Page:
12.15pm: The NSW environment watchdog says initial tests indicate there’s no need be concerned about air quality in the Port Kembla area following a fire in an 80-metre chimney.
Large plumes of black smoke and flames could be seen billowing from a BlueScope Steel station on Monday afternoon, raising concerns about toxic chemicals in the air.
However the impact on air quality was expected to be ‘‘relatively low’’ based on the results of initial monitoring conducted by authorities, an Environment Protection Authority spokesperson said.
‘‘This monitoring did not indicate anything of concern, however we are following up with BlueScope’s on-site monitoring this morning,’’ the spokesperson said.
‘‘This was a relatively short lived event and we understand that while community was impacted by smoke early in the fire - the late southerly changed helped to blow smoke out to sea.’’
The EPA will continue their tests on Tuesday while fire crews and engineers determine the stack’s structural integrity and whether it needs to be demolished.
The chimney’s steel frame has remained intact despite the collapse of its internal fibreglass casing.
10.40am: Fire crews will work with engineers to determine what caused the fire in an 80-metre chimney at Port Kembla, and if the stack needs to be pulled down.
Flames billowed from a BlueScope Steel gas cleaning station on Monday afternoon.
The internal fibreglass casing collapsed but the steel frame stayed intact.
‘‘The 80-metre stack is still standing, it stayed up over night,’’ NSW Fire & Rescue Superintendent Paul Johnstone said on Tuesday.
‘‘It was a fierce fire too.’’
Fire crews managed to stop the fire spreading to 20,000 litres of ammonia that is stored on the site.
A 100-metre exclusion zone was set up around the fire.
Large plumes of black smoke and flames could be seen billowing out of the structure from suburbs away, which raised concerns about harmful chemicals in the air.
Supt Johnstone said crews will spend the day reassessing the structural integrity of the chimney.He reaffirmed there were no reports of asbestos or chemicals released from the fire.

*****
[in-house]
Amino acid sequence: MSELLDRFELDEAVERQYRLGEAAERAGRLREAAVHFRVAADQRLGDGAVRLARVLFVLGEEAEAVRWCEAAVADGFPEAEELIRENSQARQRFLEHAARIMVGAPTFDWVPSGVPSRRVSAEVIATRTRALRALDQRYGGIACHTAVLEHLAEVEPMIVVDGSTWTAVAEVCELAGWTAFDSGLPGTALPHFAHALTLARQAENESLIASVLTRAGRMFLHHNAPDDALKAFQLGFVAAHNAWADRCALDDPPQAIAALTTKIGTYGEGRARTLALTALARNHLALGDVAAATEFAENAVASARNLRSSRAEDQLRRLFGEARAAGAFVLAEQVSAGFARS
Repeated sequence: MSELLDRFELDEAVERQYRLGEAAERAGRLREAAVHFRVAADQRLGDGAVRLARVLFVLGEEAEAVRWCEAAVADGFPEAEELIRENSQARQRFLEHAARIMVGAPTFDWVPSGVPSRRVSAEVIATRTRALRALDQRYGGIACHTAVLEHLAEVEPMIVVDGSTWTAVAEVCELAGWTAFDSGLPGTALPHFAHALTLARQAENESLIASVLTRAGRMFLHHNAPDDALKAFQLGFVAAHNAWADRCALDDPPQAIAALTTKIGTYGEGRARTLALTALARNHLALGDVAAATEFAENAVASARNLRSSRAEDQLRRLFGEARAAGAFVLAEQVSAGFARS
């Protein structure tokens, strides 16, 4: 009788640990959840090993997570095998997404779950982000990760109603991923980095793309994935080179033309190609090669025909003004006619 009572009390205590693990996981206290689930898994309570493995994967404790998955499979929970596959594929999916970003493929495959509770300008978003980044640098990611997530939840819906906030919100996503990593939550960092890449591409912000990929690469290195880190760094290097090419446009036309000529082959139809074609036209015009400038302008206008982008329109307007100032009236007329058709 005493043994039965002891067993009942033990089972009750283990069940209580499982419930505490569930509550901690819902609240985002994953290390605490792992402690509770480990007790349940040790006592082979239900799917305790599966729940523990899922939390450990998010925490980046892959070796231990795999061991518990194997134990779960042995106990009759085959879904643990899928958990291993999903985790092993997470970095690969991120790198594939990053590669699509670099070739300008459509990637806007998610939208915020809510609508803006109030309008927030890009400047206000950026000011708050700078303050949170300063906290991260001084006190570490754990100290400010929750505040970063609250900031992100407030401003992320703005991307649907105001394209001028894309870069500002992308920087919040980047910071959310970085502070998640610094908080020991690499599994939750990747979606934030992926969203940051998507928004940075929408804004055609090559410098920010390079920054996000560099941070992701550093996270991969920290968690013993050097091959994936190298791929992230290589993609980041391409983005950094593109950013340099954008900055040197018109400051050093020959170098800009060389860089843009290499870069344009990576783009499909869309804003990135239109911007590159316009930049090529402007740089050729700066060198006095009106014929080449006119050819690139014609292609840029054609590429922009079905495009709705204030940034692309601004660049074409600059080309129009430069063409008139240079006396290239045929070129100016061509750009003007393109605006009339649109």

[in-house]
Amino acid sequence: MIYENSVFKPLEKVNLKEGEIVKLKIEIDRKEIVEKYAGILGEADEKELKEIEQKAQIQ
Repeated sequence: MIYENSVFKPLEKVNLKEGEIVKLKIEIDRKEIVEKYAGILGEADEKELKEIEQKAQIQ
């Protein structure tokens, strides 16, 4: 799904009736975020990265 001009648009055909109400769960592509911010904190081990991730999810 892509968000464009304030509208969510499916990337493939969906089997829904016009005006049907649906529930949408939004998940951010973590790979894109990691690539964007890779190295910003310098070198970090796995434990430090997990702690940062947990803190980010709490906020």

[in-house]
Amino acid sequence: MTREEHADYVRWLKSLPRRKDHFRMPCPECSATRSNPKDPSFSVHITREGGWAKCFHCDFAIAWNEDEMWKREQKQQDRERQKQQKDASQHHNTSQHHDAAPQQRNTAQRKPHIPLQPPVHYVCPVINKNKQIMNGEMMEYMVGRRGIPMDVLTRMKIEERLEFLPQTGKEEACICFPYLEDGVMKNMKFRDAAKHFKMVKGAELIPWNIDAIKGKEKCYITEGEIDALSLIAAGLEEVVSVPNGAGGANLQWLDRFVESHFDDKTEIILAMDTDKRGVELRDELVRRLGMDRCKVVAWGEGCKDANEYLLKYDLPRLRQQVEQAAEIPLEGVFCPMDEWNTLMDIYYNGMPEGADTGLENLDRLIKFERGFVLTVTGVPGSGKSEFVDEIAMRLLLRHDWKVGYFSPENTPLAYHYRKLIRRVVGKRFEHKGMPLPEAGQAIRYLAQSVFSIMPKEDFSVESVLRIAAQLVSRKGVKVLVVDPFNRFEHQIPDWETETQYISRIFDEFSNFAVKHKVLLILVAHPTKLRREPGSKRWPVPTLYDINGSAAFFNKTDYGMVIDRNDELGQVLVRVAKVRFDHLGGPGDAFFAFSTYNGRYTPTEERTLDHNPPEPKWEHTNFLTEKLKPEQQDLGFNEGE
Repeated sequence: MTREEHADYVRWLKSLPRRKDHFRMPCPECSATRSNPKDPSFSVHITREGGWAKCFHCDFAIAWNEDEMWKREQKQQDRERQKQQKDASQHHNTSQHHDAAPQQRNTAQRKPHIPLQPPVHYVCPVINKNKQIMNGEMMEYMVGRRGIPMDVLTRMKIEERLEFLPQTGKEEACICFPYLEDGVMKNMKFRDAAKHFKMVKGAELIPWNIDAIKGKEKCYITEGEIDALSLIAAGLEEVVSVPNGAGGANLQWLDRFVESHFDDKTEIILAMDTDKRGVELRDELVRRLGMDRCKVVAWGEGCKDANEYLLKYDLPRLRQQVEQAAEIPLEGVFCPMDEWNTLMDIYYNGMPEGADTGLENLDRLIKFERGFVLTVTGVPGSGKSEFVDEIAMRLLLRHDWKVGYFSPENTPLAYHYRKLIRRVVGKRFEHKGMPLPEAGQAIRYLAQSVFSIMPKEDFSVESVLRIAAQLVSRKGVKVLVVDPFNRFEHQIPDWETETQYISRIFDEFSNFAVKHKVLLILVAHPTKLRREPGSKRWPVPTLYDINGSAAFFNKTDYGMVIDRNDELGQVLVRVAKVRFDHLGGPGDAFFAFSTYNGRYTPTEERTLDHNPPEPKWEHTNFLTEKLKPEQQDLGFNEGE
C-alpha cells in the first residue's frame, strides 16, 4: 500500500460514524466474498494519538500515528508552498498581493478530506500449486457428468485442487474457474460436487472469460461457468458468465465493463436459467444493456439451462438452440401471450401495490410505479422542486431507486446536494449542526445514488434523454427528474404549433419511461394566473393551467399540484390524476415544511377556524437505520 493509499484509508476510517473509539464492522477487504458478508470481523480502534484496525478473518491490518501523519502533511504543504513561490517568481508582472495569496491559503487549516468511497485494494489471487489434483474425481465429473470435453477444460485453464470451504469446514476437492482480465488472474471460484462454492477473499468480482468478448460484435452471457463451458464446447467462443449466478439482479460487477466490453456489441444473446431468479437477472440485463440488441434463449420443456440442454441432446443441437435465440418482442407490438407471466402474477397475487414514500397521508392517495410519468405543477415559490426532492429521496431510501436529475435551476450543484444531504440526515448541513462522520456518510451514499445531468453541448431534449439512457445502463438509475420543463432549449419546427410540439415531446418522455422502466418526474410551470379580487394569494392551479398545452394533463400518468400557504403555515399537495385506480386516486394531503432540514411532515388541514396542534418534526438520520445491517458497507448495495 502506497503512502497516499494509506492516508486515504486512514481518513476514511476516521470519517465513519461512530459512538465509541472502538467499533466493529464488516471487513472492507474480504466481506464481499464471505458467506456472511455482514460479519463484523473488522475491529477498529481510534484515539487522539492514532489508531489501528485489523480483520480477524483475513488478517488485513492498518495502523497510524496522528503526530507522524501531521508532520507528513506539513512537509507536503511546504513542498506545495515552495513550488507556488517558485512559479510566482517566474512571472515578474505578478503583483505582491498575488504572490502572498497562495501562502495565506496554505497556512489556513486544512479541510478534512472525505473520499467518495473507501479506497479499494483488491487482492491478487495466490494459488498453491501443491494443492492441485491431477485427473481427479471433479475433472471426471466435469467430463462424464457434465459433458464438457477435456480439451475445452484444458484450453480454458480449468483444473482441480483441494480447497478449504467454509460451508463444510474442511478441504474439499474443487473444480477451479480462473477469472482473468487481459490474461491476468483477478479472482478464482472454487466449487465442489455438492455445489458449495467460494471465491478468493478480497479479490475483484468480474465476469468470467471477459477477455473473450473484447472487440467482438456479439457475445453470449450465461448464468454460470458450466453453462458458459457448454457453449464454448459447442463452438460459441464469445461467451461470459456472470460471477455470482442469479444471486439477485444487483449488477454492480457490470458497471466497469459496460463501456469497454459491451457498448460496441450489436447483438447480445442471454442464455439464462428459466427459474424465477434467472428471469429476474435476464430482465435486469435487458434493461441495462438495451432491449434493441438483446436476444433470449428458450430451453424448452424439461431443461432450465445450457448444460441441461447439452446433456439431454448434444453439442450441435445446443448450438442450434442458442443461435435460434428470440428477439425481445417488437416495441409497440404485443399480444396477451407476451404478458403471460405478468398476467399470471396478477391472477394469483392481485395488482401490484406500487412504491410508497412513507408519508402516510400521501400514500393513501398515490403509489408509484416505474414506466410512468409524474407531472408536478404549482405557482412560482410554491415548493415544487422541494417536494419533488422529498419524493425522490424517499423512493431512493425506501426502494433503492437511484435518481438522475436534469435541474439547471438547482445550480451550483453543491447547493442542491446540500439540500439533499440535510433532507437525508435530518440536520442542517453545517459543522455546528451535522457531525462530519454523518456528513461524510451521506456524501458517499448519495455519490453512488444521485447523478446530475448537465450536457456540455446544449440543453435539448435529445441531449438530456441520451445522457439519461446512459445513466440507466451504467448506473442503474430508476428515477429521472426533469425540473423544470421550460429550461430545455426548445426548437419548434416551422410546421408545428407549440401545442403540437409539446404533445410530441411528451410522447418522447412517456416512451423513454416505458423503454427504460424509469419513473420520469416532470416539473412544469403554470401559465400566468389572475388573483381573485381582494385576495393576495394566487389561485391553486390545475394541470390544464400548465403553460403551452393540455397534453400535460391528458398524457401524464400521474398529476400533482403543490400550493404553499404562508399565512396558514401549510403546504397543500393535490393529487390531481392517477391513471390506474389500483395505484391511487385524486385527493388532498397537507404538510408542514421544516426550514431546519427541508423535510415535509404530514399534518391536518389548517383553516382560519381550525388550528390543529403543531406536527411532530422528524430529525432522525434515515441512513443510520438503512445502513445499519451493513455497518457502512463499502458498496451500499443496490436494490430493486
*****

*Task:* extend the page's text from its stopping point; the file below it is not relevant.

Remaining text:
Firefighters will work with BlueScope engineers who will give expert advice as to what will happen with the stack.
‘‘Today we will investigate the cause of the fire and the stability of the chimney.’’
Heavy rain on Monday helped firefighters extinguish the blaze.Dozens of firefighters remained at the site on Monday night to mop up.
Were you on site at Port Kembla's Bluescope Steel last night and see the fire firsthand? We'd like to talk to you! Call 4221 2207 or email firstname.lastname@example.org
EARLIER: A 80-metre fibreglass chute at BlueScope caught fire on Monday night, sending heavy black clouds of smoke across Port Kembla.
Emergency crews were called to the sinter plant at BlueScope about 5.30pm to find the chute was burning.
Employees near the fire site were evacuated.
Four fire crews attended the scene and a 100-metre exclusion zone was set up around the chute stack.
The chute, which was surrounded by a metal framework, was well alight and had partially collapsed by 6pm.
‘‘Being fibreglass, it burnt very quickly,’’ said Fire and Rescue NSW Wollongong Inspector Greg Houston.
He said the chute was still smouldering well over an hour later so fire crews wearing breathing apparatus covered it with a foam solution to extinguish the flames and stop fibreglass fibres from going airborne.
Parts of the stack remained attached to the supporting steel framework and continued to burn.
Insp Houston said fire crews also poured water onto the framework.
‘‘Our concern was, with the intensity of the heat from the fire, that it may have affected the integrity of the structure,’’ he said.
‘‘It’s now regained its integrity as its cooled and it’s no longer under threat.’’
Crews also ringed nearby stores of bulk ammonia and activated charcoal to ensure they didn’t ignite.
BlueScope engineers also turned on inert gas to stop the fire from spreading internally to other parts of the plant.
The fire attracted many onlookers who parked along the side of the road and got out to take photos, despite the heavy smoke and a smell like burning rubber or plastic hanging over the area.
By 7.30pm, winds had blown the smoke towards the city, with Wollongong residents complaining of a burning plastic smell.
Ambulance crews were also at the site, at the corner of the steelworks bordered by Old Port Road and Stockpile Road.
No-one was injured in the incident, the cause of the which was being investigated.
It is not known at this stage whether the fire will cause any delays in the steelworks’ operations.